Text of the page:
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Bayesian inference of the number of factors in gene-expression analysis: application to human virus challenge studies

Bo Chen1, Minhua Chen1, John Paisley1, Aimee Zaas2, Christopher Woods2, Geoffrey S Ginsburg2, Alfred Hero3, Joseph Lucas2, David Dunson4 and Lawrence Carin1*

Author Affiliations

1 Electrical and Computer Engineering Department, Duke University, Durham, NC, USA

2 Institute for Genome Sciences & Policy, Department of Medicine Duke University, Durham, NC, USA

3 Electrical & Computer Engineering Department, University of Michigan, Ann Arbor, MI, USA

4 Statistics Department, Duke University, Durham, NC, USA

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BMC Bioinformatics 2010, 11:552  doi:10.1186/1471-2105-11-552

Published: 9 November 2010



Nonparametric Bayesian techniques have been developed recently to extend the sophistication of factor models, allowing one to infer the number of appropriate factors from the observed data. We consider such techniques for sparse factor analysis, with application to gene-expression data from three virus challenge studies. Particular attention is placed on employing the Beta Process (BP), the Indian Buffet Process (IBP), and related sparseness-promoting techniques to infer a proper number of factors. The posterior density function on the model parameters is computed using Gibbs sampling and variational Bayesian (VB) analysis.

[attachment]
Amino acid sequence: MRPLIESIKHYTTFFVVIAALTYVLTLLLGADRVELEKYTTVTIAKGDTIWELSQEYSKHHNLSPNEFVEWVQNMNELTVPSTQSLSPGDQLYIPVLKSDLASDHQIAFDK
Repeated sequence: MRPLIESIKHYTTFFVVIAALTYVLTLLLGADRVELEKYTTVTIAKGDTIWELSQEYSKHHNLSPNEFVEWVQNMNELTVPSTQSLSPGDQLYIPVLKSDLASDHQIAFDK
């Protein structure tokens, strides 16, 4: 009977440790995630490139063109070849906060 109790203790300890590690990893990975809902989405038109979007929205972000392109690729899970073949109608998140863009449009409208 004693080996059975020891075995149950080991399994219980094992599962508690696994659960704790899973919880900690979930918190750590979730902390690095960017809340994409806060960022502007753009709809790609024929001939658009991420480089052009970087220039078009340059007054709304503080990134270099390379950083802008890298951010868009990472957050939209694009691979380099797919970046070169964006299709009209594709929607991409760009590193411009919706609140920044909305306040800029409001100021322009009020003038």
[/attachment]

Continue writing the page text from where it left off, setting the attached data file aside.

Time-evolving gene-expression data are considered for respiratory syncytial virus (RSV), Rhino virus, and influenza, using blood samples from healthy human subjects. These data were acquired in three challenge studies, each executed after receiving institutional review board (IRB) approval from Duke University. Comparisons are made between several alternative means of per-forming nonparametric factor analysis on these data, with comparisons as well to sparse-PCA and Penalized Matrix Decomposition (PMD), closely related non-Bayesian approaches.


Applying the Beta Process to the factor scores, or to the singular values of a pseudo-SVD construction, the proposed algorithms infer the number of factors in gene-expression data. For real data the "true" number of factors is unknown; in our simulations we consider a range of noise variances, and the proposed Bayesian models inferred the number of factors accurately relative to other methods in the literature, such as sparse-PCA and PMD. We have also identified a "pan-viral" factor of importance for each of the three viruses considered in this study. We have identified a set of genes associated with this pan-viral factor, of interest for early detection of such viruses based upon the host response, as quantified via gene-expression data.